Diamonds are precious. They’re valued for their beauty but they also have some incredible real-world applications. Thanks to its incredible hardness, diamond is often used to line blades and other tools, and while those industrial-quality diamonds aren’t the same kind you’d find on a wedding ring, they’re still strong, pricey, and valuable. Scientists have long imagined a day when they could create artificial diamonds that are actually stronger than natural ones, and as a new research paper reveals, they may be rapidly approaching that milestone.

The study, which was published in the journal Physical Review B, describes the creation of six-sided diamond crystals that have long eluded scientists. Natural diamonds have a cubic crystal structure, and while six-sided or hexagonal diamonds have been found rarely in nature (like at the site of meteorite impacts), creating them in a lab has proven next to impossible.

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Researchers from Washington State University’s Institute for Shock Physics managed to create hexagonal diamonds large enough that their properties could be studied in-depth for the first time. Because hexagonal diamonds are so rare, and because creating them in the lab was so difficult, their properties weren’t well-known, and researchers wondered if they would prove to be stronger than natural diamonds or not.

But how did they do it? Well, it sounds absolutely wild, but this is what the scientists did, via the press release:

[The scientists] used gunpowder and compressed gas to propel small graphite disks about the size of a dime at a speed of around 15,000 miles per hour onto a transparent material. The impact produced shockwaves in the disks that very rapidly transformed them into hexagonal diamonds.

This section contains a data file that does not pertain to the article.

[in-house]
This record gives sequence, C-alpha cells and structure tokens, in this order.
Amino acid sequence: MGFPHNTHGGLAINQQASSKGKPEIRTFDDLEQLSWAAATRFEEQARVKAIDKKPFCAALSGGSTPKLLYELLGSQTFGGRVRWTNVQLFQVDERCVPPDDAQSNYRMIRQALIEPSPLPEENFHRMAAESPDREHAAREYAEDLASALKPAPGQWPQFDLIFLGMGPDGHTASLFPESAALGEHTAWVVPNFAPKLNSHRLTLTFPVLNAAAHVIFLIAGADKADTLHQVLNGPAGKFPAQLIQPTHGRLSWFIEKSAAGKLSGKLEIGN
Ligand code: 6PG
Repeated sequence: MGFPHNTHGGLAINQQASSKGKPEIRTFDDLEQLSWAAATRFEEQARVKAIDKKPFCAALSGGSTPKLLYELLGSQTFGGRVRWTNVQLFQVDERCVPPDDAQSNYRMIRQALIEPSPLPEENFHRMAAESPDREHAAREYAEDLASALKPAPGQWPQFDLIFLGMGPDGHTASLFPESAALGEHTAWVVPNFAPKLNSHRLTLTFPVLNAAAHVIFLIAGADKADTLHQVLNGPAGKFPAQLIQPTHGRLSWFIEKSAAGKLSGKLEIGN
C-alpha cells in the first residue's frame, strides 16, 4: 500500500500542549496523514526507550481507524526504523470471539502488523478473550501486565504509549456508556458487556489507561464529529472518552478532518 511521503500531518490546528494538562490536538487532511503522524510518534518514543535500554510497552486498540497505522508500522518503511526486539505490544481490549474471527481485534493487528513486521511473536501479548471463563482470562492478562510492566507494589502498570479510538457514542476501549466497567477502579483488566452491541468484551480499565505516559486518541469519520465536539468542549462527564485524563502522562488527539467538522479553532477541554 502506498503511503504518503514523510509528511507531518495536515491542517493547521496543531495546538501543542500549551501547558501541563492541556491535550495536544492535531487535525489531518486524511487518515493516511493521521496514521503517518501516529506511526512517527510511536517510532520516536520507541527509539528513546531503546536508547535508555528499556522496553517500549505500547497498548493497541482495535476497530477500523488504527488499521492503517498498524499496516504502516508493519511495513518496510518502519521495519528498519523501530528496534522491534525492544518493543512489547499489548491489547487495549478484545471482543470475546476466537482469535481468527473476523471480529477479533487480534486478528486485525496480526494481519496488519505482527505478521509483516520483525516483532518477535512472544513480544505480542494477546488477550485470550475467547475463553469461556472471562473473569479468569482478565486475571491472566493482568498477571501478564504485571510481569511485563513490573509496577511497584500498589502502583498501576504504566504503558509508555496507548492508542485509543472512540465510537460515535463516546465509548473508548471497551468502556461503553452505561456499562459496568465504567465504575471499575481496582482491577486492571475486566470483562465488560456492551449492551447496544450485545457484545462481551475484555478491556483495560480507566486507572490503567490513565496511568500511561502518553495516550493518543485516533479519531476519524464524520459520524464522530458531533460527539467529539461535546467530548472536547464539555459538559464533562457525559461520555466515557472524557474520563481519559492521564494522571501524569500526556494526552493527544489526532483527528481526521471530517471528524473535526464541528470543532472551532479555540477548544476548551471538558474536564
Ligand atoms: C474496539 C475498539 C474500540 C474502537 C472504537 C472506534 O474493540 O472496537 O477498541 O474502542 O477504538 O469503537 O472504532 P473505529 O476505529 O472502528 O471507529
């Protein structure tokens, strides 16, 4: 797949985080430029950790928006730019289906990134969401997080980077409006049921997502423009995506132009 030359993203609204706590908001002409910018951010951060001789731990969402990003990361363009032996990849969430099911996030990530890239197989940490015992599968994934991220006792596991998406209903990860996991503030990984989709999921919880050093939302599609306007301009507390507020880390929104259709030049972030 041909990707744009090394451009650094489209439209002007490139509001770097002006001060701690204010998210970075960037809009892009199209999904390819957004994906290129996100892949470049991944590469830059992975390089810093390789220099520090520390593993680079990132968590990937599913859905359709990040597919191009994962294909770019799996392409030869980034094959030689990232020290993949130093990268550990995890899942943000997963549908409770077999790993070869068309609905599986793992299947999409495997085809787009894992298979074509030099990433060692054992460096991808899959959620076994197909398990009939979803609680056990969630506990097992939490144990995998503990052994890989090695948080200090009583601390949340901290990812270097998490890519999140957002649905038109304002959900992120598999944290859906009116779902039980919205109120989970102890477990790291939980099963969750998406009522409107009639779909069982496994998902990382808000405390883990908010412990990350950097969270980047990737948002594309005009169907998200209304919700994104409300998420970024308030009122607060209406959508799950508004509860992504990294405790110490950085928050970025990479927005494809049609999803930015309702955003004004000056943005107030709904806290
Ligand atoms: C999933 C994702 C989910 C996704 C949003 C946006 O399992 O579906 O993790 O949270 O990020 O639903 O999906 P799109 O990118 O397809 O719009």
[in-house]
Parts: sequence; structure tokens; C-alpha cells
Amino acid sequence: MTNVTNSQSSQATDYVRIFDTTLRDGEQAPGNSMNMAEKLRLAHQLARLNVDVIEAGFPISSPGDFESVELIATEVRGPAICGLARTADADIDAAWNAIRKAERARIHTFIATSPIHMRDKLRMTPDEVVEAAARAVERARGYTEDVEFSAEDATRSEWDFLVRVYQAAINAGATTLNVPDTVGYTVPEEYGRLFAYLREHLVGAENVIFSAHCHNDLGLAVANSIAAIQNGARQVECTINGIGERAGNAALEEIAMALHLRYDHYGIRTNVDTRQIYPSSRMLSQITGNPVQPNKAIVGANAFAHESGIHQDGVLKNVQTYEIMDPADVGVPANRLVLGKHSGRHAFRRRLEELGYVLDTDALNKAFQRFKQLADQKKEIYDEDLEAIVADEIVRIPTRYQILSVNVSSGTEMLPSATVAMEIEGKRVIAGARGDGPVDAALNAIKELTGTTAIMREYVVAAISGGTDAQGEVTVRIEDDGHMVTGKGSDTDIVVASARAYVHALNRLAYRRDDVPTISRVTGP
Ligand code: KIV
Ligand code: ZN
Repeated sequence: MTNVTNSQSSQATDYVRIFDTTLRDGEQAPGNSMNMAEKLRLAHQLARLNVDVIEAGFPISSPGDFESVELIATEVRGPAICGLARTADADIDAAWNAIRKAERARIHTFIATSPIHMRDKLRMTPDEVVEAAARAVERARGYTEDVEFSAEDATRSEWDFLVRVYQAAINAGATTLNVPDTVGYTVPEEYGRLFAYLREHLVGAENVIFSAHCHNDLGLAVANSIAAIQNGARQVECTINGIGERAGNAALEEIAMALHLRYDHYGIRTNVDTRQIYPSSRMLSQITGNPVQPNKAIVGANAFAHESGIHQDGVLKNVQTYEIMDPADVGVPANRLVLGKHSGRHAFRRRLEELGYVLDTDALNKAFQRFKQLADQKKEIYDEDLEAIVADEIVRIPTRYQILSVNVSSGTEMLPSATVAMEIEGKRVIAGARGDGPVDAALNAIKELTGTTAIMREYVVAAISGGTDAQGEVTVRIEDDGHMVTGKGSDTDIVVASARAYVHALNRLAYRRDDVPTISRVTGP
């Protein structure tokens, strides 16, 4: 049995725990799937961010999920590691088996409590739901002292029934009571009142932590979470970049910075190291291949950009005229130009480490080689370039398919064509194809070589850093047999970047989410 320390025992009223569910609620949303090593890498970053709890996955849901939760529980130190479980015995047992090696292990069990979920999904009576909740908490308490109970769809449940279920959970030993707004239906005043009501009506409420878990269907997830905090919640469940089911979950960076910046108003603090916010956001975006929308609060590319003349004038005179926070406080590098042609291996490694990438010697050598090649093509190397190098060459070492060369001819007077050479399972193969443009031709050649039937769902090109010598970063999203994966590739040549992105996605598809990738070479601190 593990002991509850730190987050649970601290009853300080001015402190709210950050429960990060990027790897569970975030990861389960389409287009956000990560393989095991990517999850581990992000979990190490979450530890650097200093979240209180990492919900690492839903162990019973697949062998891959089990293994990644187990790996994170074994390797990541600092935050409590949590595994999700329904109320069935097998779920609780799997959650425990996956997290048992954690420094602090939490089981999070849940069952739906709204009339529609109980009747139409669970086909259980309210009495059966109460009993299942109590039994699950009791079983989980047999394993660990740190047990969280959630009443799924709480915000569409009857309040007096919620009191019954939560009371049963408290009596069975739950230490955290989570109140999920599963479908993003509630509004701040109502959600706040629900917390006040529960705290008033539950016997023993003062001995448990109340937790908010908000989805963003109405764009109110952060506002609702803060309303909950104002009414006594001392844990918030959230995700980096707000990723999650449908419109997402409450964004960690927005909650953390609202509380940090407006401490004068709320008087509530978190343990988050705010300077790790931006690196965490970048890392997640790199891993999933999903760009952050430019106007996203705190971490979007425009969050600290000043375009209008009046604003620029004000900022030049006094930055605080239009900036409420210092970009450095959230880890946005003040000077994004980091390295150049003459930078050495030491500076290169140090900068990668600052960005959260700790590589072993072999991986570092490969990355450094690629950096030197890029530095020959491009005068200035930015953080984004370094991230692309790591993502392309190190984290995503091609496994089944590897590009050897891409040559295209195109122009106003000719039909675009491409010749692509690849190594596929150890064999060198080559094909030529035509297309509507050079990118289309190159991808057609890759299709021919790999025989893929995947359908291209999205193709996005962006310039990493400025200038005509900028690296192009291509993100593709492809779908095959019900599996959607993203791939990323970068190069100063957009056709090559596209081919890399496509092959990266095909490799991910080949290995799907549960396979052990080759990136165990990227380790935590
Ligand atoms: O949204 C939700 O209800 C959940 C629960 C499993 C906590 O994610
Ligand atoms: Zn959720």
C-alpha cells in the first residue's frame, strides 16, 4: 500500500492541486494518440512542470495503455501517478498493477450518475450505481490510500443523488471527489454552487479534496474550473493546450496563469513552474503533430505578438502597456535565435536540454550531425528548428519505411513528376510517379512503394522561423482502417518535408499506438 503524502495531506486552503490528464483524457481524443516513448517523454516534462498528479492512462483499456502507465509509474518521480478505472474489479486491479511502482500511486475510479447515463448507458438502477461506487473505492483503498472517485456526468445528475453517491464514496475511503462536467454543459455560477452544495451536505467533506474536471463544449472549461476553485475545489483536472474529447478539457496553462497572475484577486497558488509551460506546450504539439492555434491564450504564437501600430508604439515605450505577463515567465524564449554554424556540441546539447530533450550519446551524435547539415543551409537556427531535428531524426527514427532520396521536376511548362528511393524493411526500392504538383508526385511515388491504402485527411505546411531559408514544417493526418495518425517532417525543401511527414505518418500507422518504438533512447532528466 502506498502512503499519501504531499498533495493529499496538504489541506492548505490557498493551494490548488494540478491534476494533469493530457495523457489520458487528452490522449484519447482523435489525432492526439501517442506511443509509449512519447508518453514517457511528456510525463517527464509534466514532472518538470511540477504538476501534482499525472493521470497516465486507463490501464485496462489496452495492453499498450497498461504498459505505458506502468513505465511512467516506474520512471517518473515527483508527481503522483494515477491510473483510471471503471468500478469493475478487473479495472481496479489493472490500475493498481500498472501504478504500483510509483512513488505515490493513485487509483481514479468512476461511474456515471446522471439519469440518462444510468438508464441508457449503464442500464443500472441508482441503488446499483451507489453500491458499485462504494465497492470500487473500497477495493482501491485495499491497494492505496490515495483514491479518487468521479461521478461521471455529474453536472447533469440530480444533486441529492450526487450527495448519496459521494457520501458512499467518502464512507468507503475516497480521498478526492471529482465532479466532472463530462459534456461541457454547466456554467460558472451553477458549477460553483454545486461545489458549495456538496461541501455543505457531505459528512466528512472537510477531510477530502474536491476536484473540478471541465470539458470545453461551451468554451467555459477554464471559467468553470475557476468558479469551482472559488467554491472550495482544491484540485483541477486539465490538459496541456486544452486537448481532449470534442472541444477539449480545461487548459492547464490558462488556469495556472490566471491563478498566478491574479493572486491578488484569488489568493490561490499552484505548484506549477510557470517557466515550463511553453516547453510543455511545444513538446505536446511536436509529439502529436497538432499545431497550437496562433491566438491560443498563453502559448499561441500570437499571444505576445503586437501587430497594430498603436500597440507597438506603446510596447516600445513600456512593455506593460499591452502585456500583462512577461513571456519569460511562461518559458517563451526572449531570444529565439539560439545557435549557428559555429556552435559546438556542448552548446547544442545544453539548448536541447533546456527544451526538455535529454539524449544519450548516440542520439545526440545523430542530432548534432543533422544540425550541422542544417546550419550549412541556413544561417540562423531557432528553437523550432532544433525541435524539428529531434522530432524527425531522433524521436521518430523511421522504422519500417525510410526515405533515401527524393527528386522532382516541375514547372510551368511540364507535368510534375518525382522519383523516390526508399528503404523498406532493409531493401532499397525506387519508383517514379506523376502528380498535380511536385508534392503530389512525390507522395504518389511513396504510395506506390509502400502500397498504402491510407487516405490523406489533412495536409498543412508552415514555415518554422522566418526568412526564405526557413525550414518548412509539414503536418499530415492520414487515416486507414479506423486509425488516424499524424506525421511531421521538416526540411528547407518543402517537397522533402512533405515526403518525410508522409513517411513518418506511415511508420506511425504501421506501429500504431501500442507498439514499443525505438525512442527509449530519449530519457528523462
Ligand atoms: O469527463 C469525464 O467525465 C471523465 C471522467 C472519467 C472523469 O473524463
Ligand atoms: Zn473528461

Woah. That’s awesome. In testing the diamonds using sound waves, the scientists behind the study found the manmade hexagonal diamonds to be significantly stiffer than natural cubic diamonds.

“Diamond is a very unique material,” Yogendra Gupta, co-author of the study, said in a statement. “It is not only the strongest — it has beautiful optical properties and a very high thermal conductivity. Now we have made the hexagonal form of diamond, produced under shock compression experiments, that is significantly stiffer and stronger than regular gem diamonds.”

This is incredible news for a number of reasons. For starters, the researchers created these diamonds in a large enough size to be studied for the first time. Beyond that, if these kinds of diamonds can be produced efficiently and on a larger scale, they could prove to be even more useful in industrial applications, breaking down at a slower rate and ultimately making the various jobs that require the use of diamonds more efficient.

“Hard materials are useful for machining capabilities,” lead author Travis Volz said in a statement. “Diamond has been used for a long time in drill bits, for example. Since we found that the hexagonal diamond is likely harder than the cubic diamond, it could be a superior alternative for machining, drilling, or any type of application where the cubic diamond is used.”

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Mike Wehner has reported on technology and video games for the past decade, covering breaking news and trends in VR, wearables, smartphones, and future tech. Most recently, Mike served as Tech Editor at The Daily Dot, and has been featured in USA Today, Time.com, and countless other web and print outlets. His love of reporting is second only to his gaming addiction.